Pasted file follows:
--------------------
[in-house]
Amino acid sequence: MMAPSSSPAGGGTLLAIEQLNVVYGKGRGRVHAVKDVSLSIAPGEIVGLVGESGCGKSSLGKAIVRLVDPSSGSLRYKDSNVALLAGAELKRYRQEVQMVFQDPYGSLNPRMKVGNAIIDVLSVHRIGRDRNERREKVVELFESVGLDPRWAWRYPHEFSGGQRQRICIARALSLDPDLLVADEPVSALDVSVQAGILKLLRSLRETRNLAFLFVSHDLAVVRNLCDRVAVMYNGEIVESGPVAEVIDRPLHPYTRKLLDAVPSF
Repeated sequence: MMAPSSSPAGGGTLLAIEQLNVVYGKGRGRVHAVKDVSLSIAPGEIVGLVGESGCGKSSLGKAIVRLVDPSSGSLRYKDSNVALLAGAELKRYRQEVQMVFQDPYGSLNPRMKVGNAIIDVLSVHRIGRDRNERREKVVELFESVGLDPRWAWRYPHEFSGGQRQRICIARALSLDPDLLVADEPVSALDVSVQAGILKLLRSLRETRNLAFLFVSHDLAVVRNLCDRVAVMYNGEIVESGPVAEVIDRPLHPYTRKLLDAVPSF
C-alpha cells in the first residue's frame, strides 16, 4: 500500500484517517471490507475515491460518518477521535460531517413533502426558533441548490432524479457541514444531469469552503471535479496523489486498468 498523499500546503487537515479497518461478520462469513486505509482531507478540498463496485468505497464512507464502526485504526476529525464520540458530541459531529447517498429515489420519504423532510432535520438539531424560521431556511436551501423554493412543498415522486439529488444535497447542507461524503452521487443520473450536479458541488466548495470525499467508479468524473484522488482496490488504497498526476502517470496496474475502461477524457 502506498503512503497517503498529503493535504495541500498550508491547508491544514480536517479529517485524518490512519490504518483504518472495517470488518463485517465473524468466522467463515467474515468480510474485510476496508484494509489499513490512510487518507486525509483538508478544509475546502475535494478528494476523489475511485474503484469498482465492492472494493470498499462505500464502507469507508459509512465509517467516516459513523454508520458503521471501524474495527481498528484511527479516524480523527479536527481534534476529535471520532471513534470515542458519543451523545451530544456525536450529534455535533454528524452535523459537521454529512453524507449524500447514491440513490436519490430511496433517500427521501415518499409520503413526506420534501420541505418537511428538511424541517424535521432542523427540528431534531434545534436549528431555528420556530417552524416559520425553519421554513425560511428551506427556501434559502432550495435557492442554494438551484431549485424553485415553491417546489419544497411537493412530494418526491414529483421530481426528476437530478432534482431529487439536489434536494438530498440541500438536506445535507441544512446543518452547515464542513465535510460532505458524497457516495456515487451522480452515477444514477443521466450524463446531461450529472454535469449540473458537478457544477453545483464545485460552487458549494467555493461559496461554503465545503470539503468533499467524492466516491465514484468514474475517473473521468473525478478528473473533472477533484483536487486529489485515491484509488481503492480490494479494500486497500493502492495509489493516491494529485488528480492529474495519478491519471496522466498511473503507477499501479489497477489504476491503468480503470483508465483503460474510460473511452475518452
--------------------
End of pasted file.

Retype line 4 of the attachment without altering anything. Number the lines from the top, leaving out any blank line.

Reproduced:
C-alpha cells in the first residue's frame, strides 16, 4: 500500500484517517471490507475515491460518518477521535460531517413533502426558533441548490432524479457541514444531469469552503471535479496523489486498468 498523499500546503487537515479497518461478520462469513486505509482531507478540498463496485468505497464512507464502526485504526476529525464520540458530541459531529447517498429515489420519504423532510432535520438539531424560521431556511436551501423554493412543498415522486439529488444535497447542507461524503452521487443520473450536479458541488466548495470525499467508479468524473484522488482496490488504497498526476502517470496496474475502461477524457 502506498503512503497517503498529503493535504495541500498550508491547508491544514480536517479529517485524518490512519490504518483504518472495517470488518463485517465473524468466522467463515467474515468480510474485510476496508484494509489499513490512510487518507486525509483538508478544509475546502475535494478528494476523489475511485474503484469498482465492492472494493470498499462505500464502507469507508459509512465509517467516516459513523454508520458503521471501524474495527481498528484511527479516524480523527479536527481534534476529535471520532471513534470515542458519543451523545451530544456525536450529534455535533454528524452535523459537521454529512453524507449524500447514491440513490436519490430511496433517500427521501415518499409520503413526506420534501420541505418537511428538511424541517424535521432542523427540528431534531434545534436549528431555528420556530417552524416559520425553519421554513425560511428551506427556501434559502432550495435557492442554494438551484431549485424553485415553491417546489419544497411537493412530494418526491414529483421530481426528476437530478432534482431529487439536489434536494438530498440541500438536506445535507441544512446543518452547515464542513465535510460532505458524497457516495456515487451522480452515477444514477443521466450524463446531461450529472454535469449540473458537478457544477453545483464545485460552487458549494467555493461559496461554503465545503470539503468533499467524492466516491465514484468514474475517473473521468473525478478528473473533472477533484483536487486529489485515491484509488481503492480490494479494500486497500493502492495509489493516491494529485488528480492529474495519478491519471496522466498511473503507477499501479489497477489504476491503468480503470483508465483503460474510460473511452475518452